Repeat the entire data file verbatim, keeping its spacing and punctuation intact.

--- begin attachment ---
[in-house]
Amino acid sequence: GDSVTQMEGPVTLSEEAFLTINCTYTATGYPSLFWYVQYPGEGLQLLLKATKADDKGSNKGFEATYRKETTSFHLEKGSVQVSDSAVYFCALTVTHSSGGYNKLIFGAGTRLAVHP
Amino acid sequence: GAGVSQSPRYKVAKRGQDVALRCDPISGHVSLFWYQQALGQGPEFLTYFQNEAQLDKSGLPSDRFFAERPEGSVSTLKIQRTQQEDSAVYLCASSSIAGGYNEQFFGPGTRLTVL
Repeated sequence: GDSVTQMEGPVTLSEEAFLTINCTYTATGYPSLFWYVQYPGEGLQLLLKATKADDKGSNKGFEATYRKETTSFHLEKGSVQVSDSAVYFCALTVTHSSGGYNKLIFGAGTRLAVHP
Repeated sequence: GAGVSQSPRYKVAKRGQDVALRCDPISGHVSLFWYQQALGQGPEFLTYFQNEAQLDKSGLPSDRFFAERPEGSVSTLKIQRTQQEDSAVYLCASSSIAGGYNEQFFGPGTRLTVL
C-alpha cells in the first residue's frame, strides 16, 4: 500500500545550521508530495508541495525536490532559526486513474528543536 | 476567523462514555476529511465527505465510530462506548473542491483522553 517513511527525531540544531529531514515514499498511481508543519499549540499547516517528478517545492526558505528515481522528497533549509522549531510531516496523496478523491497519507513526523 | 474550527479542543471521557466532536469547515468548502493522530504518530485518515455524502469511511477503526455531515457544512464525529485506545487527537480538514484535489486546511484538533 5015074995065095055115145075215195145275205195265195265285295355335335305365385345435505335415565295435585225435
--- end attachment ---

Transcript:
[in-house]
Amino acid sequence: GDSVTQMEGPVTLSEEAFLTINCTYTATGYPSLFWYVQYPGEGLQLLLKATKADDKGSNKGFEATYRKETTSFHLEKGSVQVSDSAVYFCALTVTHSSGGYNKLIFGAGTRLAVHP
Amino acid sequence: GAGVSQSPRYKVAKRGQDVALRCDPISGHVSLFWYQQALGQGPEFLTYFQNEAQLDKSGLPSDRFFAERPEGSVSTLKIQRTQQEDSAVYLCASSSIAGGYNEQFFGPGTRLTVL
Repeated sequence: GDSVTQMEGPVTLSEEAFLTINCTYTATGYPSLFWYVQYPGEGLQLLLKATKADDKGSNKGFEATYRKETTSFHLEKGSVQVSDSAVYFCALTVTHSSGGYNKLIFGAGTRLAVHP
Repeated sequence: GAGVSQSPRYKVAKRGQDVALRCDPISGHVSLFWYQQALGQGPEFLTYFQNEAQLDKSGLPSDRFFAERPEGSVSTLKIQRTQQEDSAVYLCASSSIAGGYNEQFFGPGTRLTVL
C-alpha cells in the first residue's frame, strides 16, 4: 500500500545550521508530495508541495525536490532559526486513474528543536 | 476567523462514555476529511465527505465510530462506548473542491483522553 517513511527525531540544531529531514515514499498511481508543519499549540499547516517528478517545492526558505528515481522528497533549509522549531510531516496523496478523491497519507513526523 | 474550527479542543471521557466532536469547515468548502493522530504518530485518515455524502469511511477503526455531515457544512464525529485506545487527537480538514484535489486546511484538533 5015074995065095055115145075215195145275205195265195265285295355335335305365385345435505335415565295435585225435